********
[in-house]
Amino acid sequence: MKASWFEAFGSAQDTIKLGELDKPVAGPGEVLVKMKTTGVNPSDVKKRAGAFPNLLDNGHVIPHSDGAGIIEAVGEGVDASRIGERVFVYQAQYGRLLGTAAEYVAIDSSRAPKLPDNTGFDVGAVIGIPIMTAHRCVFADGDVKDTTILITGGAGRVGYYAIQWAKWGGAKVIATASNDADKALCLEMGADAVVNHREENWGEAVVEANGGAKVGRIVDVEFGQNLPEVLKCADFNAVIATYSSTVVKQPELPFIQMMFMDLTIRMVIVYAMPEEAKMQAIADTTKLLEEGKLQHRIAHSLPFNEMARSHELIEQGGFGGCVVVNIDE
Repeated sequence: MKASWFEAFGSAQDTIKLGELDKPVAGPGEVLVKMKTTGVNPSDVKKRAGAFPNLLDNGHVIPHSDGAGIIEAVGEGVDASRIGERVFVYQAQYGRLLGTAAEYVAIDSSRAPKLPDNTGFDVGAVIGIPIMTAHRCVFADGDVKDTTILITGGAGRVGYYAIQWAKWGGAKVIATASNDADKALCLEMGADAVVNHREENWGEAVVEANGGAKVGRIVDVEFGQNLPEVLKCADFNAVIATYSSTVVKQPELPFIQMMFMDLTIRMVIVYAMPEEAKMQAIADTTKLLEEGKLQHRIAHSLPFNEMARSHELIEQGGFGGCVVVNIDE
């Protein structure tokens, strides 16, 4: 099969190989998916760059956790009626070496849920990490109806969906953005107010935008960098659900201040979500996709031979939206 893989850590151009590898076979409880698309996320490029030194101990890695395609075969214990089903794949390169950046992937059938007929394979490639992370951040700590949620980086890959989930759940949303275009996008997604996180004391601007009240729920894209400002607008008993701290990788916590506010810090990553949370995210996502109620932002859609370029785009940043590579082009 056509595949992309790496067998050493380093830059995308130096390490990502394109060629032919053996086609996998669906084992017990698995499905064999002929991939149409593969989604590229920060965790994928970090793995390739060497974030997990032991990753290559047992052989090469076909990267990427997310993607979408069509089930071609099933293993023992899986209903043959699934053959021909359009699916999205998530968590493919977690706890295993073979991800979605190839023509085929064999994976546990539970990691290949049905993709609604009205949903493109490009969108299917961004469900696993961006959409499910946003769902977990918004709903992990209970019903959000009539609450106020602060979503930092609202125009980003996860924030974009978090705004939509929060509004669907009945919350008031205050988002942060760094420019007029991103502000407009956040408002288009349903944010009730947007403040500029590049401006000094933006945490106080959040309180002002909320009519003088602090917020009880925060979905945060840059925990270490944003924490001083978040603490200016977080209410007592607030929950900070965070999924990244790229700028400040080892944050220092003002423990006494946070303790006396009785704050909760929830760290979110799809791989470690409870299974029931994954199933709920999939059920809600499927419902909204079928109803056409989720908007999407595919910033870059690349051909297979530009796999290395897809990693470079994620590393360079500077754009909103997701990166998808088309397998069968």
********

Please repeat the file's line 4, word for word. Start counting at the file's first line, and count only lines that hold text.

């Protein structure tokens, strides 16, 4: 099969190989998916760059956790009626070496849920990490109806969906953005107010935008960098659900201040979500996709031979939206 893989850590151009590898076979409880698309996320490029030194101990890695395609075969214990089903794949390169950046992937059938007929394979490639992370951040700590949620980086890959989930759940949303275009996008997604996180004391601007009240729920894209400002607008008993701290990788916590506010810090990553949370995210996502109620932002859609370029785009940043590579082009 056509595949992309790496067998050493380093830059995308130096390490990502394109060629032919053996086609996998669906084992017990698995499905064999002929991939149409593969989604590229920060965790994928970090793995390739060497974030997990032991990753290559047992052989090469076909990267990427997310993607979408069509089930071609099933293993023992899986209903043959699934053959021909359009699916999205998530968590493919977690706890295993073979991800979605190839023509085929064999994976546990539970990691290949049905993709609604009205949903493109490009969108299917961004469900696993961006959409499910946003769902977990918004709903992990209970019903959000009539609450106020602060979503930092609202125009980003996860924030974009978090705004939509929060509004669907009945919350008031205050988002942060760094420019007029991103502000407009956040408002288009349903944010009730947007403040500029590049401006000094933006945490106080959040309180002002909320009519003088602090917020009880925060979905945060840059925990270490944003924490001083978040603490200016977080209410007592607030929950900070965070999924990244790229700028400040080892944050220092003002423990006494946070303790006396009785704050909760929830760290979110799809791989470690409870299974029931994954199933709920999939059920809600499927419902909204079928109803056409989720908007999407595919910033870059690349051909297979530009796999290395897809990693470079994620590393360079500077754009909103997701990166998808088309397998069968």